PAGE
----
As a result, SEO strategies may emphasize building brand awareness and authority through both online and offline channels.

Tactics could include:

  • Securing brand mentions and links from authoritative media sources.
  • Investing in traditional PR, advertising, and sponsorships to increase brand awareness.
  • Encouraging branded searches through other marketing channels.
  • Optimizing for higher search volumes for your brand vs. unbranded keywords.
  • Building engaged social media communities around your brand.
  • Establishing thought leadership through original research, data, and industry contributions.

The idea is to make your brand synonymous with your niche and build an audience that seeks you out directly. The more people search for and engage with your brand, the stronger those brand signals may become in Google’s systems.

4. Adaptation To Vertical-Specific Ranking Factors

Some leaked information suggests that Google may use different ranking factors or algorithms for specific search verticals, such as news, local search, travel, or e-commerce.

If this is the case, SEO strategies may need to adapt to each vertical’s unique ranking signals and user intents.

For example, local search optimization may focus more heavily on factors like Google My Business listings, local reviews, and location-specific content.

Travel SEO could emphasize collecting reviews, optimizing images, and directly providing booking/pricing information on your site.

News SEO requires focusing on timely, newsworthy content and optimized article structure.

While the core principles of search optimization still apply, understanding your particular vertical’s nuances, based on the leaked information and real-world testing, can give you a competitive advantage.

The leaks suggest a vertical-specific approach to SEO could give you an advantage.


The Google API documentation leak has created a vigorous discussion about Google’s ranking systems.

As the SEO community continues to analyze and debate the leaked information, it’s important to remember a few key things:

  1. The information isn’t fully verified and lacks context. Drawing definitive conclusions at this stage is premature.
  2. Google’s ranking algorithms are complex and constantly evolving. Even if entirely accurate, this leak only represents a snapshot in time.
  3. The fundamentals of good SEO – creating high-quality, relevant, user-centric content and promoting it effectively – still apply regardless of the specific ranking factors at play.
  4. Real-world testing and results should always precede theorizing based on incomplete information.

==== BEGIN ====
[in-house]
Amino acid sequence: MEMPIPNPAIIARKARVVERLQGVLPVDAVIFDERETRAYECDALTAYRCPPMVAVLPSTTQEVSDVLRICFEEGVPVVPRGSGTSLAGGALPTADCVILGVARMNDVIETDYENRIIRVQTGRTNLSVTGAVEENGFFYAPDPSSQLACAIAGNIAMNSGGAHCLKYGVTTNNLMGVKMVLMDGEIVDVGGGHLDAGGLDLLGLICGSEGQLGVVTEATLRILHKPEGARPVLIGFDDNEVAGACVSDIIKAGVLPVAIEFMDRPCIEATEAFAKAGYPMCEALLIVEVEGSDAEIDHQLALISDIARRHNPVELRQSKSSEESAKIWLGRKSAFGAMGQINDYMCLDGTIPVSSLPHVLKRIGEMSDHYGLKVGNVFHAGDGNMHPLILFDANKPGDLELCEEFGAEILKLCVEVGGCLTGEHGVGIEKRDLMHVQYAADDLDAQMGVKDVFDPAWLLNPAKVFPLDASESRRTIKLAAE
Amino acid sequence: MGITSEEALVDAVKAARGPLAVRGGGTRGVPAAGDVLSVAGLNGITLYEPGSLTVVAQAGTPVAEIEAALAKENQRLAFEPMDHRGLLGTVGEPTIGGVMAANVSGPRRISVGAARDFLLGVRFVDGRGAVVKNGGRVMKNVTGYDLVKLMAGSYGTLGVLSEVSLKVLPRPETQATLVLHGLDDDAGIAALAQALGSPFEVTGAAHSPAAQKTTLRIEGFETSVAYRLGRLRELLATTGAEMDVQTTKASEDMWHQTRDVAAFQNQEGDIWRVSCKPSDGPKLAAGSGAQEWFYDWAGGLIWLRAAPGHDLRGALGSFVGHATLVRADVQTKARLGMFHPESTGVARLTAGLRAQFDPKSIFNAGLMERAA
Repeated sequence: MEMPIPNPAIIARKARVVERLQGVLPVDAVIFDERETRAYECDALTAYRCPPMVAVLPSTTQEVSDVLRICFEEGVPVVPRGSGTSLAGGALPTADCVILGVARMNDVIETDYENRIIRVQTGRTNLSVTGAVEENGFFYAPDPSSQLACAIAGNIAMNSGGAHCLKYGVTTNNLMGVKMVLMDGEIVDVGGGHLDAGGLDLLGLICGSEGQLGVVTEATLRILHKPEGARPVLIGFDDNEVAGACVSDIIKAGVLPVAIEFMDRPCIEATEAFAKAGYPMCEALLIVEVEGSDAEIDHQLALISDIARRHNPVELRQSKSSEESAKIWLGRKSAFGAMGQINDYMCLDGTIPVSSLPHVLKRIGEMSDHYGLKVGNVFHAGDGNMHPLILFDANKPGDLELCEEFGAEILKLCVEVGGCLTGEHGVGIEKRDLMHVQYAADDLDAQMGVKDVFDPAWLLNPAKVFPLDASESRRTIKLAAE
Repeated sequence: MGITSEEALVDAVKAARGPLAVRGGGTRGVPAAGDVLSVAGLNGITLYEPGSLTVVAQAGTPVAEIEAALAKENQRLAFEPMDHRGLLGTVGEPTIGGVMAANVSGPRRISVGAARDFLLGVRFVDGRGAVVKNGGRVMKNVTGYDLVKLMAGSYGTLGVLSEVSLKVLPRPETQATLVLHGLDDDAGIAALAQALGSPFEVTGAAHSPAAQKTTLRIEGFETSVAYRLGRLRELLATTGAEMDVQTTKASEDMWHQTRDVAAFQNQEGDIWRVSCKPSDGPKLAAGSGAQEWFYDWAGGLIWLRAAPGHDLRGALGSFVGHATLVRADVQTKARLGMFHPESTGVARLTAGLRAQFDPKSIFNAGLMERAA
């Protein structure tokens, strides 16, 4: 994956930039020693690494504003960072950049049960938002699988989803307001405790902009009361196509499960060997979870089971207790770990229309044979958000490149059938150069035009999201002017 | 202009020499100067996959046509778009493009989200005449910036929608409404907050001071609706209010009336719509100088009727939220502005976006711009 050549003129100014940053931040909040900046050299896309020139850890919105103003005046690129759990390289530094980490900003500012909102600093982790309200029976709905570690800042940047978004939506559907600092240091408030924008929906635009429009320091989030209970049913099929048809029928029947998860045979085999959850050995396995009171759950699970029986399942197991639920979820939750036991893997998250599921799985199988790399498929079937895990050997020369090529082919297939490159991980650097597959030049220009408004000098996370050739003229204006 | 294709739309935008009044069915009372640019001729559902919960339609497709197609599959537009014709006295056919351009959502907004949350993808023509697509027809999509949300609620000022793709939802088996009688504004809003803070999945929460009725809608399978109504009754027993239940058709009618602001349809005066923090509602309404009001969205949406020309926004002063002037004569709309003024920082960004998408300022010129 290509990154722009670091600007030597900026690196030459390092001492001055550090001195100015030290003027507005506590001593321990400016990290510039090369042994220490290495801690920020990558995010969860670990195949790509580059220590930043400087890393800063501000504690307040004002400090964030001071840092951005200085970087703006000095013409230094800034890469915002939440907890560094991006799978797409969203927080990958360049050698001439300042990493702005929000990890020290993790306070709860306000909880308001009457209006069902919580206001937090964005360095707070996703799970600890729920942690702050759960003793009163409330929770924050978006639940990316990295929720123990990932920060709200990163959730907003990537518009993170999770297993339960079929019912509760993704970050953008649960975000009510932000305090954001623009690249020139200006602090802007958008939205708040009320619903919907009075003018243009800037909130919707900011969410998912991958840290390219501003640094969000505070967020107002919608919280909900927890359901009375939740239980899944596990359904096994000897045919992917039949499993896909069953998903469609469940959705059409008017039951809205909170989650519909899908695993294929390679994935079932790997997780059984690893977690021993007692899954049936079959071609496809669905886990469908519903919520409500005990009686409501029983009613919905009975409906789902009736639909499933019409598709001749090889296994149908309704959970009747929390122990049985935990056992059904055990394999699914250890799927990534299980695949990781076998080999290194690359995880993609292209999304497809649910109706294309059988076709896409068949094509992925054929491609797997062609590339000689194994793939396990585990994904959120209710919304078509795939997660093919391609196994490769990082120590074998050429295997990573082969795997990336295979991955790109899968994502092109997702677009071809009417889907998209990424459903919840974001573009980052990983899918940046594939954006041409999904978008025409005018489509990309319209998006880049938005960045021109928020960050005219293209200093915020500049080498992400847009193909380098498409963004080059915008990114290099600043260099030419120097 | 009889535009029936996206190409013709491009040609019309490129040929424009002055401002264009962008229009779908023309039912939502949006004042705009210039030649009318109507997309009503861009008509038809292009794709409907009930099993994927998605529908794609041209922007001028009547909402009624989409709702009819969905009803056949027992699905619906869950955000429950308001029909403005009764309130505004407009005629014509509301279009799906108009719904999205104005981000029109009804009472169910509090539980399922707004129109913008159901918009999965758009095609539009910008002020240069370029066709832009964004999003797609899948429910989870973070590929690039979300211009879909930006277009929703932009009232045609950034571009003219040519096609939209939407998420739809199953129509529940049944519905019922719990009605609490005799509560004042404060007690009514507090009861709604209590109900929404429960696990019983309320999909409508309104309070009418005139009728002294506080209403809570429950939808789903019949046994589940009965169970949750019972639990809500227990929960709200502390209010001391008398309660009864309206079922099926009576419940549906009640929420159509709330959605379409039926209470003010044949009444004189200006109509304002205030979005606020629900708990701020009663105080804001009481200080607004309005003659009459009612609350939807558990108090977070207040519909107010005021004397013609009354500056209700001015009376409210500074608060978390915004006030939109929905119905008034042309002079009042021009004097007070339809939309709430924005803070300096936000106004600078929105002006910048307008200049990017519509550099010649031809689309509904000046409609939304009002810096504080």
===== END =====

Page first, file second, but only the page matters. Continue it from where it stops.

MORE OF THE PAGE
What To Do Next

As an SEO professional, the best course of action is to stay informed about the leak.

Because details about the document remain unknown, it’s not a good idea to consider any takeaways actionable.

Most importantly, remember that chasing algorithms is a losing battle.

The only winning strategy in SEO is to make your website the best result for your message and audience. That’s Google’s endgame, and that’s where your focus should be, regardless of what any particular leaked document suggests.

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Google’s AI Overviews Shake Up Ecommerce Search Visibility




Google's AI Overviews Shake Up Ecommerce Search Visibility

An analysis of 25,000 ecommerce queries by Bartosz Góralewicz, founder of Onely, reveals the impact of Google’s AI overviews on search visibility for online retailers.

The study found that 16% of eCommerce queries now return an AI overview in search results, accounting for 13% of total search volume in this sector.

Notably, 80% of the sources listed in these AI overviews do not rank organically for the original query.

“Ranking #1-3 gives you only an 8% chance of being a source in AI overviews,” Góralewicz stated.

Shift Toward “Accelerated” Product Experiences

International SEO consultant Aleyda Solis analyzed the disconnect between traditional organic ranking and inclusion in AI overviews.

According to Solis, for product-related queries, Google is prioritizing an “accelerated” approach over summarizing currently ranking pages.

She commented Góralewicz’ findings, stating:

“… rather than providing high level summaries of what’s already ranked organically below, what Google does with e-commerce is “accelerate” the experience by already showcasing what the user would get next.”

Solis explains that for queries where Google previously ranked category pages, reviews, and buying guides, it’s now bypassing this level of results with AI overviews.

Assessing AI Overview Traffic Impact

To help retailers evaluate their exposure, Solis has shared a spreadsheet that analyzes the potential traffic impact of AI overviews.

As Góralewicz notes, this could be an initial rollout, speculating that “Google will expand AI overviews for high-cost queries when enabling ads” based on data showing they are currently excluded for high cost-per-click keywords.

An in-depth report across ecommerce and publishing is expected soon from Góralewicz and Onely, with additional insights into this search trend.

Why SEJ Cares

AI overviews represent a shift in how search visibility is achieved for ecommerce websites.

With most overviews currently pulling product data from non-ranking sources, the traditional connection between organic rankings and search traffic is being disrupted.

Retailers may need to adapt their SEO strategies for this new search environment.

How This Can Benefit You

While unsettling for established brands, AI overviews create new opportunities for retailers to gain visibility without competing for the most commercially valuable keywords.